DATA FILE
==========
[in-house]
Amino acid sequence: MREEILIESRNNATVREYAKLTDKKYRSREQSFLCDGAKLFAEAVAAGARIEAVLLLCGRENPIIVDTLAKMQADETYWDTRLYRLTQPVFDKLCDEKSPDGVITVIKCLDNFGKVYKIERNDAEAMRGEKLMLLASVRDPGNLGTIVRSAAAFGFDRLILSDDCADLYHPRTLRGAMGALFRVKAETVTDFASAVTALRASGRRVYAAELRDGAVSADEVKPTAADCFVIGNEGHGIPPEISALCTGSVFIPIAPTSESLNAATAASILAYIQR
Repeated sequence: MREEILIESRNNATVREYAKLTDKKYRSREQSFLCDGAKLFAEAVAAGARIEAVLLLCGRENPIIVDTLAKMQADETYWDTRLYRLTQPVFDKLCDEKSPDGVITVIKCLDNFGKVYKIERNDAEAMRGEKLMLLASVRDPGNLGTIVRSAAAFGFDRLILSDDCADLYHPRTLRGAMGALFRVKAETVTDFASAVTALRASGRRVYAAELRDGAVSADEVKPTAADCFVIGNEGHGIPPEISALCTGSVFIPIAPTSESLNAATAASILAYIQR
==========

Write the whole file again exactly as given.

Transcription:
[in-house]
Amino acid sequence: MREEILIESRNNATVREYAKLTDKKYRSREQSFLCDGAKLFAEAVAAGARIEAVLLLCGRENPIIVDTLAKMQADETYWDTRLYRLTQPVFDKLCDEKSPDGVITVIKCLDNFGKVYKIERNDAEAMRGEKLMLLASVRDPGNLGTIVRSAAAFGFDRLILSDDCADLYHPRTLRGAMGALFRVKAETVTDFASAVTALRASGRRVYAAELRDGAVSADEVKPTAADCFVIGNEGHGIPPEISALCTGSVFIPIAPTSESLNAATAASILAYIQR
Repeated sequence: MREEILIESRNNATVREYAKLTDKKYRSREQSFLCDGAKLFAEAVAAGARIEAVLLLCGRENPIIVDTLAKMQADETYWDTRLYRLTQPVFDKLCDEKSPDGVITVIKCLDNFGKVYKIERNDAEAMRGEKLMLLASVRDPGNLGTIVRSAAAFGFDRLILSDDCADLYHPRTLRGAMGALFRVKAETVTDFASAVTALRASGRRVYAAELRDGAVSADEVKPTAADCFVIGNEGHGIPPEISALCTGSVFIPIAPTSESLNAATAASILAYIQR